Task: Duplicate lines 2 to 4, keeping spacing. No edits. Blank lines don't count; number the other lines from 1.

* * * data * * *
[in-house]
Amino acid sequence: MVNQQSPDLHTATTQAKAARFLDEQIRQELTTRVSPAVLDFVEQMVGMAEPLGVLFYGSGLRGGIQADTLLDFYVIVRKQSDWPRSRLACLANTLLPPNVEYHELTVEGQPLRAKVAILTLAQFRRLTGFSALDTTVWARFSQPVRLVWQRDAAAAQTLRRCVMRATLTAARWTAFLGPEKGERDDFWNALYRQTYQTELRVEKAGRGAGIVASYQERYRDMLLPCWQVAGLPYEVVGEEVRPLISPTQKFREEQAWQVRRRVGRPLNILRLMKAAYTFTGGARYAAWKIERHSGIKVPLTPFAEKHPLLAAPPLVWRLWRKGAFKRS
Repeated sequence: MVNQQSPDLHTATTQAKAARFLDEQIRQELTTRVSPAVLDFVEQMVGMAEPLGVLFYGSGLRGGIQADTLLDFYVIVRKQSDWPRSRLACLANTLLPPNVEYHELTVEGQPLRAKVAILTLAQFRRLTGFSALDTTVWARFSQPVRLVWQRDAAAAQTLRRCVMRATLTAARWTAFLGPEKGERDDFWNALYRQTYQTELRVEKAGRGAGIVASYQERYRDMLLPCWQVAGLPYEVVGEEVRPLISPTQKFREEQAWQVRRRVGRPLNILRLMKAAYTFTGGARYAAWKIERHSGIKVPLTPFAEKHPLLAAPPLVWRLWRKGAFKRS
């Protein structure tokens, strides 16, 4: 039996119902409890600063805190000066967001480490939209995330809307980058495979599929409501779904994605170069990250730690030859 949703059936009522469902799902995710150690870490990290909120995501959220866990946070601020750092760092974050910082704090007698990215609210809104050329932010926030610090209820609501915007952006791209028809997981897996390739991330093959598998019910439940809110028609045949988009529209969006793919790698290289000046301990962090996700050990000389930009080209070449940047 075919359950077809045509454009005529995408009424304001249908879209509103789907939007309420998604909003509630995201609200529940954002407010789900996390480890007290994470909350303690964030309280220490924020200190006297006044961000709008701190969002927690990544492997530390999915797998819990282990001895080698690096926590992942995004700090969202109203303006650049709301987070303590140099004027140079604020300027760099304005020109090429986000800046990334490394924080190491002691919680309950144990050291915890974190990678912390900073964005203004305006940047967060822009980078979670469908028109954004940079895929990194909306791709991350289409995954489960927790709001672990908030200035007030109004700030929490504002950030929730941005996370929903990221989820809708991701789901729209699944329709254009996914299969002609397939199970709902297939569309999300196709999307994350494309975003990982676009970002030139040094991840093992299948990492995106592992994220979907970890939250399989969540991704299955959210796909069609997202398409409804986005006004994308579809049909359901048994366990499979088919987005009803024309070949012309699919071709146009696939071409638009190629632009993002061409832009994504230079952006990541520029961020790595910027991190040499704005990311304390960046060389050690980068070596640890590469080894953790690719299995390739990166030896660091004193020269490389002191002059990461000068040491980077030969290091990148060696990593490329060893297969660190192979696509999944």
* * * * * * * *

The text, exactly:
Amino acid sequence: MVNQQSPDLHTATTQAKAARFLDEQIRQELTTRVSPAVLDFVEQMVGMAEPLGVLFYGSGLRGGIQADTLLDFYVIVRKQSDWPRSRLACLANTLLPPNVEYHELTVEGQPLRAKVAILTLAQFRRLTGFSALDTTVWARFSQPVRLVWQRDAAAAQTLRRCVMRATLTAARWTAFLGPEKGERDDFWNALYRQTYQTELRVEKAGRGAGIVASYQERYRDMLLPCWQVAGLPYEVVGEEVRPLISPTQKFREEQAWQVRRRVGRPLNILRLMKAAYTFTGGARYAAWKIERHSGIKVPLTPFAEKHPLLAAPPLVWRLWRKGAFKRS
Repeated sequence: MVNQQSPDLHTATTQAKAARFLDEQIRQELTTRVSPAVLDFVEQMVGMAEPLGVLFYGSGLRGGIQADTLLDFYVIVRKQSDWPRSRLACLANTLLPPNVEYHELTVEGQPLRAKVAILTLAQFRRLTGFSALDTTVWARFSQPVRLVWQRDAAAAQTLRRCVMRATLTAARWTAFLGPEKGERDDFWNALYRQTYQTELRVEKAGRGAGIVASYQERYRDMLLPCWQVAGLPYEVVGEEVRPLISPTQKFREEQAWQVRRRVGRPLNILRLMKAAYTFTGGARYAAWKIERHSGIKVPLTPFAEKHPLLAAPPLVWRLWRKGAFKRS
């Protein structure tokens, strides 16, 4: 039996119902409890600063805190000066967001480490939209995330809307980058495979599929409501779904994605170069990250730690030859 949703059936009522469902799902995710150690870490990290909120995501959220866990946070601020750092760092974050910082704090007698990215609210809104050329932010926030610090209820609501915007952006791209028809997981897996390739991330093959598998019910439940809110028609045949988009529209969006793919790698290289000046301990962090996700050990000389930009080209070449940047 075919359950077809045509454009005529995408009424304001249908879209509103789907939007309420998604909003509630995201609200529940954002407010789900996390480890007290994470909350303690964030309280220490924020200190006297006044961000709008701190969002927690990544492997530390999915797998819990282990001895080698690096926590992942995004700090969202109203303006650049709301987070303590140099004027140079604020300027760099304005020109090429986000800046990334490394924080190491002691919680309950144990050291915890974190990678912390900073964005203004305006940047967060822009980078979670469908028109954004940079895929990194909306791709991350289409995954489960927790709001672990908030200035007030109004700030929490504002950030929730941005996370929903990221989820809708991701789901729209699944329709254009996914299969002609397939199970709902297939569309999300196709999307994350494309975003990982676009970002030139040094991840093992299948990492995106592992994220979907970890939250399989969540991704299955959210796909069609997202398409409804986005006004994308579809049909359901048994366990499979088919987005009803024309070949012309699919071709146009696939071409638009190629632009993002061409832009994504230079952006990541520029961020790595910027991190040499704005990311304390960046060389050690980068070596640890590469080894953790690719299995390739990166030896660091004193020269490389002191002059990461000068040491980077030969290091990148060696990593490329060893297969660190192979696509999944």